There are a range of tendinopathy presentations, from easily diagnosed with a local area of pain and clear pain response to tissue overload; through to patients with trickier presentations and multiple contributors to pain e.g. long term proximal hamstring or gluteal tendinopathy with a lumbar spine radiculopathy.
How can you diagnose and treat patients with complex tendinopathy presentations? How does the latest research around tendinopathy help us? I explore these issues and more with Dr Peter Malliaras in episode 68 of the Physio Edge podcast. We also explore:
- Do tendinopathy patients always present with a small area of pain, or can they have pain in larger, more diffuse areas?
- How will you identify tendinopathy or other structures that may be contributing to your patients symptoms?
- Clues in your patients' history to help you identify and differentiate tendinopathies, lumbar and SIJ referral
- Symptoms and how your treatment will differ in patients with paratenon and fat pad involvement
- How can you measure your patients load tolerance?
- What categories of tendinopathy patients can you use to help differentiate your treatment?
- How can you rehabilitate patients with tendinopathy?
- What role does biomechanics have?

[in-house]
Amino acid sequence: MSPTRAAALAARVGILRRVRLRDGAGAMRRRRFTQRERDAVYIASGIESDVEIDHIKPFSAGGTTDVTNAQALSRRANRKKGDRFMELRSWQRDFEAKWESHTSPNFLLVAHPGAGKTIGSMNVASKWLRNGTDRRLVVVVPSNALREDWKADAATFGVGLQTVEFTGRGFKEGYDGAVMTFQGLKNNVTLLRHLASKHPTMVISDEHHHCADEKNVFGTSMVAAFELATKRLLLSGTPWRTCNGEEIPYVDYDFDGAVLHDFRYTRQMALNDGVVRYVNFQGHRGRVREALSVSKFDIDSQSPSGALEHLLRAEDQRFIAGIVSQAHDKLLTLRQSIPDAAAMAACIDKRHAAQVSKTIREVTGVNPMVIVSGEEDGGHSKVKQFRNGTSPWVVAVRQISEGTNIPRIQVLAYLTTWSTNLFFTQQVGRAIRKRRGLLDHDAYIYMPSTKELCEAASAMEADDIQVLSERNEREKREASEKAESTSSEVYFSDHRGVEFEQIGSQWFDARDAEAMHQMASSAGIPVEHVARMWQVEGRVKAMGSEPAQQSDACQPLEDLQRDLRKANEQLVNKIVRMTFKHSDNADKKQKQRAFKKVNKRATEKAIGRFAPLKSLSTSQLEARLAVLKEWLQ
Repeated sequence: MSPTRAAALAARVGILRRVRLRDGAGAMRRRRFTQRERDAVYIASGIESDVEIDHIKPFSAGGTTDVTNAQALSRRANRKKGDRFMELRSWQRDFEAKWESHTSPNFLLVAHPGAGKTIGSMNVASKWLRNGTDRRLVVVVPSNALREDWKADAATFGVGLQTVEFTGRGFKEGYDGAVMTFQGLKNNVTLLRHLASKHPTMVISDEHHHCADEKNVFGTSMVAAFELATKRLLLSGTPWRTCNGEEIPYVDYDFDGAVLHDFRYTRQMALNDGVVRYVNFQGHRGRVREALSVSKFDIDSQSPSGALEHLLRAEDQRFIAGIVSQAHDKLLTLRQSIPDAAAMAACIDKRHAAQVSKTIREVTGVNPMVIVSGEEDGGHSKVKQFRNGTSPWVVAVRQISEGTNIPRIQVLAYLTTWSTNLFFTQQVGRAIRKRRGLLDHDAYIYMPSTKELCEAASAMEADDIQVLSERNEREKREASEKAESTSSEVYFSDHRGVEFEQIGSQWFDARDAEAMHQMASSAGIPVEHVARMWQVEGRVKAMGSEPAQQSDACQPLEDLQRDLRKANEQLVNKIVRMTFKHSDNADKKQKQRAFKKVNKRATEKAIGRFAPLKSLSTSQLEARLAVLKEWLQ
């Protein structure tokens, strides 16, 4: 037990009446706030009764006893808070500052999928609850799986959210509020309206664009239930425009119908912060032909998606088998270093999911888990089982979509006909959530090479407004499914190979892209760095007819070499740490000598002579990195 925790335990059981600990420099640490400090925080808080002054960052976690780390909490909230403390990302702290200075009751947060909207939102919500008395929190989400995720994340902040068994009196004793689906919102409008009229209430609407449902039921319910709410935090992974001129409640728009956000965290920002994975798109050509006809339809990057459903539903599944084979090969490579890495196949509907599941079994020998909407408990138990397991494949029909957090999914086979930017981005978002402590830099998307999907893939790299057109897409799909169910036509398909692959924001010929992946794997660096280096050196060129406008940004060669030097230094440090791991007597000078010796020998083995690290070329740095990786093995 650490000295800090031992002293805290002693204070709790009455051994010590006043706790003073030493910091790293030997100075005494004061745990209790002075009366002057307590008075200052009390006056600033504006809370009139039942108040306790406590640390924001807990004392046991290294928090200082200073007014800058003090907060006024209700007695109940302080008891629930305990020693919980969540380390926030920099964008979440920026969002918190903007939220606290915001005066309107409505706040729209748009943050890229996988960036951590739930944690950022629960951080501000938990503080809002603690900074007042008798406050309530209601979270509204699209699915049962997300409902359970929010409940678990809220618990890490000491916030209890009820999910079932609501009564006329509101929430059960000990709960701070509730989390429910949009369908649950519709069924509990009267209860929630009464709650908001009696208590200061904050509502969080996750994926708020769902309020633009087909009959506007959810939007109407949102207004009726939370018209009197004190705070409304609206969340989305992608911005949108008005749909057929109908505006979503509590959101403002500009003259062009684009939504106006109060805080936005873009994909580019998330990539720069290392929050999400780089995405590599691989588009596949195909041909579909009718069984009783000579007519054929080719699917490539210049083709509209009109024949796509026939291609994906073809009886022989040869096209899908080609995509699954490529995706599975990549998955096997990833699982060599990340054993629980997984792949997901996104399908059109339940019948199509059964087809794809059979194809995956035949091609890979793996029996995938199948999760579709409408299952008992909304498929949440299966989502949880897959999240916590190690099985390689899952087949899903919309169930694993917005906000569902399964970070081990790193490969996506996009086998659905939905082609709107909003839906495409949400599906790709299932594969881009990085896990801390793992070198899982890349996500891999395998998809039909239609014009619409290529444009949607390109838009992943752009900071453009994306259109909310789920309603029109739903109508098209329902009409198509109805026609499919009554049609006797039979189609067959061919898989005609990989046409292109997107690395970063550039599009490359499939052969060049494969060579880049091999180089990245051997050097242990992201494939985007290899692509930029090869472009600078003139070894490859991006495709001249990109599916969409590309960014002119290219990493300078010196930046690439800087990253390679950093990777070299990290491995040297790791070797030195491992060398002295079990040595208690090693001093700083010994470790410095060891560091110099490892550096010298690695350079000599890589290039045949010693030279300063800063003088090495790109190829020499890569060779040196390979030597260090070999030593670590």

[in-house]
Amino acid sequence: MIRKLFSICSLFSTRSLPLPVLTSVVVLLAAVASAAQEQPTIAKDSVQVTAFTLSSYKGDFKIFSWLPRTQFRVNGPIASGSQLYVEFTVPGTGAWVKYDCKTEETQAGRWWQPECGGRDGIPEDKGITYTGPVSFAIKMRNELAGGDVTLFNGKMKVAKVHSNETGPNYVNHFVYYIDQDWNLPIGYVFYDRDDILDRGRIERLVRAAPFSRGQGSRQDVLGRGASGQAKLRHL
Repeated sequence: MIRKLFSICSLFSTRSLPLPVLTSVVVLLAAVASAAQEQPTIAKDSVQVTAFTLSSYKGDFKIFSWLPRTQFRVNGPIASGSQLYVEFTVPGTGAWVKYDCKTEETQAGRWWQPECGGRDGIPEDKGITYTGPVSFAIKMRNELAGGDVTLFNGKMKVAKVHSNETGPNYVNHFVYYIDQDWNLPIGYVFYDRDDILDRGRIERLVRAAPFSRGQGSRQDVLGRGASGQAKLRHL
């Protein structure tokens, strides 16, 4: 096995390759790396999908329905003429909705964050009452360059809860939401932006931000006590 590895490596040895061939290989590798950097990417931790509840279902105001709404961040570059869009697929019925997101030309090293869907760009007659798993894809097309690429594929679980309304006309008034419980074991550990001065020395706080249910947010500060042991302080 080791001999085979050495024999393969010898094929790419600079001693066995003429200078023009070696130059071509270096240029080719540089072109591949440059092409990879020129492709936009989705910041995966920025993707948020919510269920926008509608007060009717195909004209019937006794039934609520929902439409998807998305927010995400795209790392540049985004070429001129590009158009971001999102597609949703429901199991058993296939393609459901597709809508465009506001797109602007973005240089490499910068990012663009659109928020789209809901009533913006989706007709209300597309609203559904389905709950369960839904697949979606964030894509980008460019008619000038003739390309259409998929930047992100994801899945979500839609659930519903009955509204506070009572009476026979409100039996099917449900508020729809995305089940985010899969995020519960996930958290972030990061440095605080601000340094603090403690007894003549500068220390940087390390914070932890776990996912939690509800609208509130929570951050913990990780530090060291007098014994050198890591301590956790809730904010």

- What advice can you provide to your patients about load management, symptoms and flareups?
- When is it ok for your patients to continue or return to running?
- What strength tests should your patients be able to complete before returning to running?
- If your patients are not tolerating running, which aspects should you modify first - frequency, intensity, type or duration?
- When are isometrics useful in your treatment?
- When can you start isotonic and plyometric exercises?
- How can you incorporate tendon neuroplastic training (TNT)?
Links associated with this episode
- Download your podcast handout
- Dr Peter Malliaras on Twitter
- Tendinopathy rehab blog with Dr Peter Malliaras
- Get your free trial Clinical Edge membership
- David Pope on Twitter
- Clinical Edge on Facebook
Other episodes of interest:
- PE 046 - Proximal hamstring tendinopathy with Tom Goom
- PE 042 – Treatment of plantaris and Achilles tendinopaty with Seth O’Neil
- PE 023 – Lower limb tendinopathies with Dr Pete Malliaras
Articles associated with this episode:
Coombes et at. 2016. Isometric exercise above but not below an individuals pain threshold influences pain perception in people with lateral epicondylalgia
Rio et al. 2015. Isometric exercise induces analgesia and reduces inhibition in patellar tendinopathy
Silbernagel et al. 2007a. Continued sports activity, using a pain-monitoring model, during rehabilitation in patients with Achilles tendinopathy: a randomized controlled trial.
Silbernagel et al. 2007. Full symptomatic recovery does not ensure full recovery of muscle-tendon function in patients with Achilles tendinopathy.